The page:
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Comment: Re:Publish the code (Score 1) 107

by Yaur (#47083797) Attached to: DARPA Unveils Hack-Resistant Drone
What, besides a OTP is "mathematically proven" to be secure? Probably that is what they are using, though hopefully with a hardware entropy source and some physical connection required to replace the key data. Biggest issue here would be getting the grunts in the field to actually replace the key unless doing so is required to get it to launch. OTOH "mathematically proven" could just be technobable that means "built on problems that are assumed to be hard."

Comment: Re:That is why social Hacking is Bad MmmKaa. (Score 1) 329

by Yaur (#46843333) Attached to: Anonymous's Latest Target: Boston Children's Hospital
I pay 9$ a month for hosting of my projects server through webfaction which is substantially less than any connection I could get that included a static IP. There is really no excuse except ignorance for hosting your website "under your desk" except ignorance. Obviously there are issues with shared hosting for places like hospitals, but once you have to deal with stuff like HIPPA there is even less excuse for under the desk hosting.

Comment: Re:...er... (Score 1) 236

by Yaur (#46811981) Attached to: Intentional Backdoor In Consumer Routers Found
Sure, if your technically competent enough to put OpenWRT on your router go for it but there is some advantage for "grandma" to be able to upgrade her firmware. I have no inside knowledge here but the AC basically asked if there is a potential legitimate use here and in fat there is... whether they are using it for good or evil I doubt anyone here can say.

Comment: Re:The commits are funny into themselves. (Score 1) 379

by Yaur (#46803785) Attached to: OpenSSL Cleanup: Hundreds of Commits In a Week

Comparing to zero is faster in most architectures and still is a valid optimization. There shouldn't be any problems with cache misses either, if the architecture does stream detection it should do it for reversed streams too and if it doesn't (only detecting actual misses) doing it in reverse isn't a problem.

A good compiler should take care of that optimization for you (VC11 certainly does).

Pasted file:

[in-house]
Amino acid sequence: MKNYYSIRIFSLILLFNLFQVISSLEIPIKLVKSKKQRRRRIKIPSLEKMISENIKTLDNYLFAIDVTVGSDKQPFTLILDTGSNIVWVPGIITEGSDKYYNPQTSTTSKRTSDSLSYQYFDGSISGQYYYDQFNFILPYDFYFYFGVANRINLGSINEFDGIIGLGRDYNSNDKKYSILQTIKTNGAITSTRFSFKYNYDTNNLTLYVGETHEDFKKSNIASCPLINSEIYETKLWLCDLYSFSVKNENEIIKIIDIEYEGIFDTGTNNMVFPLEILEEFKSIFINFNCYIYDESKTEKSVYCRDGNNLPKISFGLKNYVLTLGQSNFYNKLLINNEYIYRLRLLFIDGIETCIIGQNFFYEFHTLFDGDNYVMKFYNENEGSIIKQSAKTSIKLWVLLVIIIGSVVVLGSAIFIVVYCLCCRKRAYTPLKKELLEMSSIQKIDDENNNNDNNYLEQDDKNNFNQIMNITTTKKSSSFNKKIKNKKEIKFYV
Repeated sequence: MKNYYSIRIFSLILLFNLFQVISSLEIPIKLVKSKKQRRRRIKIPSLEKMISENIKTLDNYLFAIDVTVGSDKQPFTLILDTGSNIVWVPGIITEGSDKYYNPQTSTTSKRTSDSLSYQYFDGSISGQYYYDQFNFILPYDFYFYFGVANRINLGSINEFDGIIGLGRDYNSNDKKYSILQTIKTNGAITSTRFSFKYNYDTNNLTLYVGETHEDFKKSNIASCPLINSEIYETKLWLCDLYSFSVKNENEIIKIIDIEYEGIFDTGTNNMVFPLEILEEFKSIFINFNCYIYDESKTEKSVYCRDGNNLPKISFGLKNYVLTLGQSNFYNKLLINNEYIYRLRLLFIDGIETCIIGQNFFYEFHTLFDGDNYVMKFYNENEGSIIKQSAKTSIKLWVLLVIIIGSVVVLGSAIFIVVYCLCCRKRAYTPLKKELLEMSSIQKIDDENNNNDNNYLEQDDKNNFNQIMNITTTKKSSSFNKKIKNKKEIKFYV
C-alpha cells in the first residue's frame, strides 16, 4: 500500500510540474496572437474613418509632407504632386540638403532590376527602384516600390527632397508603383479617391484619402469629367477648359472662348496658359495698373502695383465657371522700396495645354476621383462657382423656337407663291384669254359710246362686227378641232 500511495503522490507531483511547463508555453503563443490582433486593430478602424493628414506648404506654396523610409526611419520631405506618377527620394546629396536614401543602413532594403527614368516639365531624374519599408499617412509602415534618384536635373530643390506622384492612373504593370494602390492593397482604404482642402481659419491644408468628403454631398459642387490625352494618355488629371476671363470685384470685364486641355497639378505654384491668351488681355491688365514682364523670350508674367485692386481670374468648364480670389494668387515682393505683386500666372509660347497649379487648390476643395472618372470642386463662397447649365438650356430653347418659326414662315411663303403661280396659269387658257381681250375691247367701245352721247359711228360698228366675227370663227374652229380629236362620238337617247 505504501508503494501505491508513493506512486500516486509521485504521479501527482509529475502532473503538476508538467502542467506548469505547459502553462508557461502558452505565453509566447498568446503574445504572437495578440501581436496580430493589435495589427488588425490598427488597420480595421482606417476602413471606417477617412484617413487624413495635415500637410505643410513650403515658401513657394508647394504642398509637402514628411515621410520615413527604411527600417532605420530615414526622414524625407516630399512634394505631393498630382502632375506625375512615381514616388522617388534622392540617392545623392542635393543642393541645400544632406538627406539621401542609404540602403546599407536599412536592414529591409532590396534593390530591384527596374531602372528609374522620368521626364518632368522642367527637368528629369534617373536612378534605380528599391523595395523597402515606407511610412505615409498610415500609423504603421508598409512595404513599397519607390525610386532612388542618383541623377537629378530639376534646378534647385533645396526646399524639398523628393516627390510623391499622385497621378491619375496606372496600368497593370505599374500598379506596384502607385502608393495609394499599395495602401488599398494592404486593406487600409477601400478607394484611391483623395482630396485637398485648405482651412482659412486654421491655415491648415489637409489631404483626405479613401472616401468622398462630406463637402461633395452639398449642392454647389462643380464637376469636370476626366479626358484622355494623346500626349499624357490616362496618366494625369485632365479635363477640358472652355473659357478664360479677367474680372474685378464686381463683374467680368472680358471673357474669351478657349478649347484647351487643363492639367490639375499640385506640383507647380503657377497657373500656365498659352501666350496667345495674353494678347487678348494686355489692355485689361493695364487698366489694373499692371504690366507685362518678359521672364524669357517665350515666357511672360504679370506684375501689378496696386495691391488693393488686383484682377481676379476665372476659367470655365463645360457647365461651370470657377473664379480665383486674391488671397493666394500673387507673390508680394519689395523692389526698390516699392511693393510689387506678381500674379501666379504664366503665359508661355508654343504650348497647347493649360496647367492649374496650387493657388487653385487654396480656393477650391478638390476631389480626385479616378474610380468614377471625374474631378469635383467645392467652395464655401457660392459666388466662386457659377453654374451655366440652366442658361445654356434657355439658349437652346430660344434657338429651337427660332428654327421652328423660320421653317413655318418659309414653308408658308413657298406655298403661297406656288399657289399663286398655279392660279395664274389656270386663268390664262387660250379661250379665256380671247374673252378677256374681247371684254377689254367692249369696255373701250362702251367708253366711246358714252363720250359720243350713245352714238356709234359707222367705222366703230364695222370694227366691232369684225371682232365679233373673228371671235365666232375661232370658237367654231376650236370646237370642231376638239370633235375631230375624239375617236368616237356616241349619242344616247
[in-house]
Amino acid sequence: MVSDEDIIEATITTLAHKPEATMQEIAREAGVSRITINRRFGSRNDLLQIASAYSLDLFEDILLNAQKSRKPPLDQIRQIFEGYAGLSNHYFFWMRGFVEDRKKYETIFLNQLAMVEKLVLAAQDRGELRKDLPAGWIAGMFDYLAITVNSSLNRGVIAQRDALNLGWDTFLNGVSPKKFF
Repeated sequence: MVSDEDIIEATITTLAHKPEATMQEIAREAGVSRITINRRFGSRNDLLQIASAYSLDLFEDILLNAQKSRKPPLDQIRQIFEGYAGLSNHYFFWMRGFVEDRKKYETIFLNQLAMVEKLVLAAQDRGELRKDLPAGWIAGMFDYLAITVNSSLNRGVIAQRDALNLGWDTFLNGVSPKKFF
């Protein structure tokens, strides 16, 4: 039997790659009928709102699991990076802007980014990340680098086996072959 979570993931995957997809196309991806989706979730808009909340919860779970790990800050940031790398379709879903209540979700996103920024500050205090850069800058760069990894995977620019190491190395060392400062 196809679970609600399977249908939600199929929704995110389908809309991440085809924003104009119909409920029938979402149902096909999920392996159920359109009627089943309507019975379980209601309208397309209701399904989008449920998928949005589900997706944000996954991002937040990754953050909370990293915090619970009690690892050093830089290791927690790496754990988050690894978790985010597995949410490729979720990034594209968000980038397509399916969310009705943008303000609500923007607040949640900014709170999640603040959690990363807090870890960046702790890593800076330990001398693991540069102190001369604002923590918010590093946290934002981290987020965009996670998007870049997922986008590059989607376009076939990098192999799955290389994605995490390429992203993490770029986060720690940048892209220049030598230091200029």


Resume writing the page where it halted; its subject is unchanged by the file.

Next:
Comment: Re:how many of these people don't want to retire? (Score 4, Insightful) 341

by Yaur (#46777011) Attached to: I expect to retire ...
I can't imagine that there will be a time in my life where I'm going to want to stop building stuff. I might "retire" and work on my own stuff or FOSS or something, but can't imagine that I would retire as in not work on something constructive. My dad is in his 60s and is the same way so I'm expecting that attitude isn't going to change.

Comment: Re:Go after em Nate (Score 2) 335

by Yaur (#46539599) Attached to: Nate Silver's New Site Stirs Climate Controversy
But he does talk about exactly that. Specifically about the relationship between per capita GDP and the expected death toll from natural disasters. How do you account for that if the reason isn't better, or at least more widely available, technology and preparedness. Is the counter argument that we are getting better at preventing damage from disasters faster than they are getting worse? That doesn't seem particularly different than his POV.

Comment: Re:Read the update at the end of the article (Score 1) 335

by Yaur (#46539499) Attached to: Nate Silver's New Site Stirs Climate Controversy
If anything I thought it was part of his argument... cost in absolute terms is going up because GDP is going up, but going down as a share of GDP because wealth also allows us to prepare better for disasters (e.g. with better technology). I'm not in a position to say, but assuming that he hasn't doctored the data (which seems sadly common in this domain) it seems like an interesting assessment.

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